That native performance is wonderful. That’s why I love Titanium. The only bad thing I’ve come to notice. You can’t do any kind of image processing. So if you’re thinking about building the next Instagram, don’t use Titanium. Even though you have complete access to iOS’/Android’s camera API, you can’t heavily edit the image… And the same goes for editing audio/video. So in the end: Titanium can only create data-driven applications.

Oh btw: Titanium is free. It comes with a lot of luxury, some great tools, good debugging and access to everything native on iOS and Android! All that, for free. And open-source!

URL: Titanium Mobile Application Development

Corona

[shadowed_600 img=”http://nocreativity.com/blog-engine/wp-content/uploads/2011/09/corona.jpg”]Corona Game Development[/shadowed_600] I first heard about Corona about a year ago. When I checked it out back then, I didn’t seem all that convincing and I didn’t spend much time exploring it. However when I was writing this blogpost I gave it another glance and I have to say: A lot has changed.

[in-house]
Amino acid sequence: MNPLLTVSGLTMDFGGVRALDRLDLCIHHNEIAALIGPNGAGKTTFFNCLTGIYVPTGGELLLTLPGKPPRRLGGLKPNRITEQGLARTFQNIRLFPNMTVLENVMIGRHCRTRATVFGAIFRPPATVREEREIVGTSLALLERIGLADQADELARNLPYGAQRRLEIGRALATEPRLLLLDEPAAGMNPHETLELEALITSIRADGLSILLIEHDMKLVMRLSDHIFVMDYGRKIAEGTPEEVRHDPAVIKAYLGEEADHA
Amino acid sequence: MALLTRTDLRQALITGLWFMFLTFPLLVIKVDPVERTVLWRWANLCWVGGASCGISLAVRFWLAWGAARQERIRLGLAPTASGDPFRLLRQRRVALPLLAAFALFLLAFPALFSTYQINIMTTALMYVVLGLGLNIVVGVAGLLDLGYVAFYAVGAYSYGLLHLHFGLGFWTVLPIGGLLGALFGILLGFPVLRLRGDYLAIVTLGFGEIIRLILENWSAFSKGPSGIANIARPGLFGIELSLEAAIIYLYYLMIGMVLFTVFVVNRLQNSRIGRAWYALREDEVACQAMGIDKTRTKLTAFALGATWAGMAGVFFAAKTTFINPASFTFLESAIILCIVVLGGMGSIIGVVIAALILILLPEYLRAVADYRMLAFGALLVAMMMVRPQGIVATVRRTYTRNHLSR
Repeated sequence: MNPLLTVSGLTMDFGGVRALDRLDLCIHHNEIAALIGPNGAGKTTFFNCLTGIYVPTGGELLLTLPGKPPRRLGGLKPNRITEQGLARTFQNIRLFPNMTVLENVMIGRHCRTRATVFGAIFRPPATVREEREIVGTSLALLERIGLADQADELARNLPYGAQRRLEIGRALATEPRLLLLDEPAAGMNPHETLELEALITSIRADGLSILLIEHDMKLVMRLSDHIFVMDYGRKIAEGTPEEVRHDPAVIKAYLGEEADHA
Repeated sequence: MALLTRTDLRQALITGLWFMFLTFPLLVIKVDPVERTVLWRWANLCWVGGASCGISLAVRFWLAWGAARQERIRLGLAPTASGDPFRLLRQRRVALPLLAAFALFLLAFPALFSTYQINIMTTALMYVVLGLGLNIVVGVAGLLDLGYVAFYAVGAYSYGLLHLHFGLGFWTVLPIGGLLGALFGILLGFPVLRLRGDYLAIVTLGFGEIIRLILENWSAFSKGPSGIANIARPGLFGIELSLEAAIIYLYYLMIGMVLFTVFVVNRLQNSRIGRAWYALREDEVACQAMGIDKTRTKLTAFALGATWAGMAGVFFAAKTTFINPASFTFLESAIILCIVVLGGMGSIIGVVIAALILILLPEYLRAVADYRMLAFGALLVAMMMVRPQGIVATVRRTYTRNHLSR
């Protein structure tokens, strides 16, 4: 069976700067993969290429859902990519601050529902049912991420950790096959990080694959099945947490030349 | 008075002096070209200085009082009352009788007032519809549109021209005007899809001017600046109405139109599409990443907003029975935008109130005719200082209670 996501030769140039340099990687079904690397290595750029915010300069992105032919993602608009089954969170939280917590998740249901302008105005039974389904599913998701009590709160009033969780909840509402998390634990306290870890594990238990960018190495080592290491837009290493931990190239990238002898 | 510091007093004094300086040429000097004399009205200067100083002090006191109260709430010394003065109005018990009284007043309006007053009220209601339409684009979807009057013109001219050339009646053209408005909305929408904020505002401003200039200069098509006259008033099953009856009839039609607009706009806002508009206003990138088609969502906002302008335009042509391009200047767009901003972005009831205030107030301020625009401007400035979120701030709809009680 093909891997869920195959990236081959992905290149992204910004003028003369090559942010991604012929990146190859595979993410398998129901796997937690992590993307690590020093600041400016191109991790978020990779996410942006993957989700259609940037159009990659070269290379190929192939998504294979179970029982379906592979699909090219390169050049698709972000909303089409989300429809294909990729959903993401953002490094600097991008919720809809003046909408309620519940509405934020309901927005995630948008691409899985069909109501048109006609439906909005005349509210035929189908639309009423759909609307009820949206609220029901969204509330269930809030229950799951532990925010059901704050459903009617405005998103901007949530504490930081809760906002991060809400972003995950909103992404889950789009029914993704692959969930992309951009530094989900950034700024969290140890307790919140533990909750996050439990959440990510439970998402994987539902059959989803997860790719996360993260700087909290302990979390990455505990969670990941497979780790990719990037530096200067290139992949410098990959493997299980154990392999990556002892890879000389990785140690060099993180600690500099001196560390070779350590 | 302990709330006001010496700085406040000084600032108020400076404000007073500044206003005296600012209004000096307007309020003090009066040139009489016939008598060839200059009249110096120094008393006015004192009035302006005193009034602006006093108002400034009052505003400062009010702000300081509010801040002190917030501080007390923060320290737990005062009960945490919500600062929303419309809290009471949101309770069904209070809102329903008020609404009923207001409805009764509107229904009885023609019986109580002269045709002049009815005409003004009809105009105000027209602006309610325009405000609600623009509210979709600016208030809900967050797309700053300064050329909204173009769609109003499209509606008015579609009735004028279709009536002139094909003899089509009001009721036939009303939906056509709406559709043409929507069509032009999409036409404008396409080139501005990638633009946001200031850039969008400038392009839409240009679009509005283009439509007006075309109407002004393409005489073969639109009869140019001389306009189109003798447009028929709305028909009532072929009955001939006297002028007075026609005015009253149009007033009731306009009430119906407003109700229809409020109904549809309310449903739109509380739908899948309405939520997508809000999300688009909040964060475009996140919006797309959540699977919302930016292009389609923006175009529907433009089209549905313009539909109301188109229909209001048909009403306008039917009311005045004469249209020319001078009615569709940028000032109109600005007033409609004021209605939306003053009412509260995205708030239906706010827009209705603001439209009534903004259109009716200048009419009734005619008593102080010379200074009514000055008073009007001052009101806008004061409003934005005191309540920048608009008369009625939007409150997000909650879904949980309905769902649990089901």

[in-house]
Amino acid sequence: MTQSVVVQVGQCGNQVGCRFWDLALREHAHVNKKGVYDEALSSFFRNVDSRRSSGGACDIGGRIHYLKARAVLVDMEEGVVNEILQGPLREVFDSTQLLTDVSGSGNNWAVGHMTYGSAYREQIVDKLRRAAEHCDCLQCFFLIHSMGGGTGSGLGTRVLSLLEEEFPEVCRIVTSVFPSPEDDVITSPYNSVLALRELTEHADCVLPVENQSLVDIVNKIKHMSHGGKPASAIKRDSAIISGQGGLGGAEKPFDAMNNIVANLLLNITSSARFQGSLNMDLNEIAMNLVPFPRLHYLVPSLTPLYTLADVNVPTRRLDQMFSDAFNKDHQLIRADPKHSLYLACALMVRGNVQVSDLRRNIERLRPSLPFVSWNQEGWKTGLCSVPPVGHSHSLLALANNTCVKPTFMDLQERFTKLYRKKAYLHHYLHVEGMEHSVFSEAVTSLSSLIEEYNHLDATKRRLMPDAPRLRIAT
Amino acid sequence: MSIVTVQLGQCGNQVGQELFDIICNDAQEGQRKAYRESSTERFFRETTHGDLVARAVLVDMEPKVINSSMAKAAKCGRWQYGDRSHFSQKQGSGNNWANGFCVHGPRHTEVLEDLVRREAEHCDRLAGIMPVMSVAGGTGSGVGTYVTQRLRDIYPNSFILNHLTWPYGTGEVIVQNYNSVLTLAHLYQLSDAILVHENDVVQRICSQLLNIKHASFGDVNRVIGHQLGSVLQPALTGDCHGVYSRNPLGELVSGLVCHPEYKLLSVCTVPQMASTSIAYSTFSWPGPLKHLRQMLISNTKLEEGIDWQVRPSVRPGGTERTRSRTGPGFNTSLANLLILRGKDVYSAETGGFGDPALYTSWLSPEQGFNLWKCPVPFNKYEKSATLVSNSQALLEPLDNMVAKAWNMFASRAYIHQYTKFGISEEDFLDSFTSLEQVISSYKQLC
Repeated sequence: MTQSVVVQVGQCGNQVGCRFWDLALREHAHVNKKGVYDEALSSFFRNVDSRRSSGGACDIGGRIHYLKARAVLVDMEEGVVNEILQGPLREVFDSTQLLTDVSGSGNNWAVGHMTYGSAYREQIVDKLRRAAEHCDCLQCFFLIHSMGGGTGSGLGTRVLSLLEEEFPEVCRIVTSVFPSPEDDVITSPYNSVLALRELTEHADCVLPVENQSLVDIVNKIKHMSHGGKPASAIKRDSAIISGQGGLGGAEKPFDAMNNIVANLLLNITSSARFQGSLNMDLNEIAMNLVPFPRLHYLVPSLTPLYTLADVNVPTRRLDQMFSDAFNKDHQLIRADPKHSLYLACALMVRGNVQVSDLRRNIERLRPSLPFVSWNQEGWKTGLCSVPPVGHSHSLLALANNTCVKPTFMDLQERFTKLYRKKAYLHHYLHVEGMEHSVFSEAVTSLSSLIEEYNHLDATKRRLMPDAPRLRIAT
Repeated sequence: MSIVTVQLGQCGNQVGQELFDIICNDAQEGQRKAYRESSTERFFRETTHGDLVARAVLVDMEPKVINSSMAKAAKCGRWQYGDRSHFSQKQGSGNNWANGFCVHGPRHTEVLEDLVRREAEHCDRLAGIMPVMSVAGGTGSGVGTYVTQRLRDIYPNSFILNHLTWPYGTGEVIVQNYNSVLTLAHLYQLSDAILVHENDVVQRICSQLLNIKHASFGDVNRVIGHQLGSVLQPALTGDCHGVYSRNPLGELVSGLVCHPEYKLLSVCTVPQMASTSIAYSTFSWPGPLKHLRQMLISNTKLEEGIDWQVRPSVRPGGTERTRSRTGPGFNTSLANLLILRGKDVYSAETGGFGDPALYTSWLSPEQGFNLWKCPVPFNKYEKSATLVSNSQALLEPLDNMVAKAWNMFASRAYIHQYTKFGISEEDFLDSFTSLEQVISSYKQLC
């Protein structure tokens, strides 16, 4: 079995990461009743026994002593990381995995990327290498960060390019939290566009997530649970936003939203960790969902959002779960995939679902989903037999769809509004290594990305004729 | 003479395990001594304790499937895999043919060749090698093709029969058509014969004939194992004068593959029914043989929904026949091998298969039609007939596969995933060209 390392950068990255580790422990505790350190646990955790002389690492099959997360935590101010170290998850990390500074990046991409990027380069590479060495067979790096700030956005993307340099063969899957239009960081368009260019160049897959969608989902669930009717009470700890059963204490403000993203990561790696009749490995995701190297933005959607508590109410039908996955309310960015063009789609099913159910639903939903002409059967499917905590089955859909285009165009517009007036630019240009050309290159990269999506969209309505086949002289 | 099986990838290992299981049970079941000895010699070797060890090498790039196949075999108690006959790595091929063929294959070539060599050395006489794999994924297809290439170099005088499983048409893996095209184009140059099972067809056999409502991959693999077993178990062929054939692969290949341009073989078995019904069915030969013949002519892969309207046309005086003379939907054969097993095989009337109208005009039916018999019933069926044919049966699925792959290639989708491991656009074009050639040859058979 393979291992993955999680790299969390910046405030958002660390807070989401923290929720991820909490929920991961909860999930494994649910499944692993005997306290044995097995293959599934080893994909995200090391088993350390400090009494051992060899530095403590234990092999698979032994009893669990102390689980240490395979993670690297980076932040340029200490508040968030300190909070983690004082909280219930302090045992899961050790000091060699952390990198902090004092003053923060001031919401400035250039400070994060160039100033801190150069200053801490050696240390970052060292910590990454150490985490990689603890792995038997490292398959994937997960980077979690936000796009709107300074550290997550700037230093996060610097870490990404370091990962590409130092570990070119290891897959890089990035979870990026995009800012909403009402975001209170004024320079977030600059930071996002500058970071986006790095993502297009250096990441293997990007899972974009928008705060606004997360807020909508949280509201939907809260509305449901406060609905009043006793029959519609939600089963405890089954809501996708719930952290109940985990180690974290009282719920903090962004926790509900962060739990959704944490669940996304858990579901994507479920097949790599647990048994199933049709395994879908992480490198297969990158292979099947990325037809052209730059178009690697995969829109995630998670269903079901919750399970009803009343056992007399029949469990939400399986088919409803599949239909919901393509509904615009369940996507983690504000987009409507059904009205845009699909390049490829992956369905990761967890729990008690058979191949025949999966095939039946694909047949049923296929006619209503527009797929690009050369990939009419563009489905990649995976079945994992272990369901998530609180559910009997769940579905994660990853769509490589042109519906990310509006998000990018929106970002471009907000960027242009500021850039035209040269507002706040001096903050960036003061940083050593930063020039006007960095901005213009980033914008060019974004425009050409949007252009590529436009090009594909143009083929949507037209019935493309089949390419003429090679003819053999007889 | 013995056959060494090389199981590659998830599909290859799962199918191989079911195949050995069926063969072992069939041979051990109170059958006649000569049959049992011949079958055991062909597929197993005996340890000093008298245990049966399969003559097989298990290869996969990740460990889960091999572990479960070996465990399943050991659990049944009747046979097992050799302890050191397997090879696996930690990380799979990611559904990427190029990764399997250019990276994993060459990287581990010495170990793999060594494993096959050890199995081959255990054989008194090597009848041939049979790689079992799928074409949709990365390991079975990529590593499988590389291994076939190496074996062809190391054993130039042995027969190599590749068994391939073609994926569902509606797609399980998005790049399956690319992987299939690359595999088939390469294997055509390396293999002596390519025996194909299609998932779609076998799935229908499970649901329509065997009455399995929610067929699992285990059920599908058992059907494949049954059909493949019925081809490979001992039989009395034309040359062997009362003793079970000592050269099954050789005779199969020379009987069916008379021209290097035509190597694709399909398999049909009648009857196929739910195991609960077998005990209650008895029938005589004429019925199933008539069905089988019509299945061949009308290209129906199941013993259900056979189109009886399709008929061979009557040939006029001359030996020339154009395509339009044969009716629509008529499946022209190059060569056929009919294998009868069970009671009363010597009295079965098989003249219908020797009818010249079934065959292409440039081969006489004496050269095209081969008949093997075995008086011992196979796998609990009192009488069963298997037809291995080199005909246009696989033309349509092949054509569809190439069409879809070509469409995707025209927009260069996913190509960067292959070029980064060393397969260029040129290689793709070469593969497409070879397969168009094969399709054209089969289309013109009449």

It looks like Corona has truly grown up and provides a massive API to create 2D games for iOS, Android and others. You write your code in Lua and when done you create a game that runs at native speed. Since I haven’t tested this myself, I wasn’t really convinced at first… until I saw the demos that were created in only a few hours and performed exactly like the blockbuster hits in the App Store. That’s immense!

Yea, remember those ideas for Flash games I had? I might just give Corona a run for it’s money. Again: Might just. If I spend 200$ for an application that should replace my free tools (Titanium & Xcode), I’d better really build a game with it.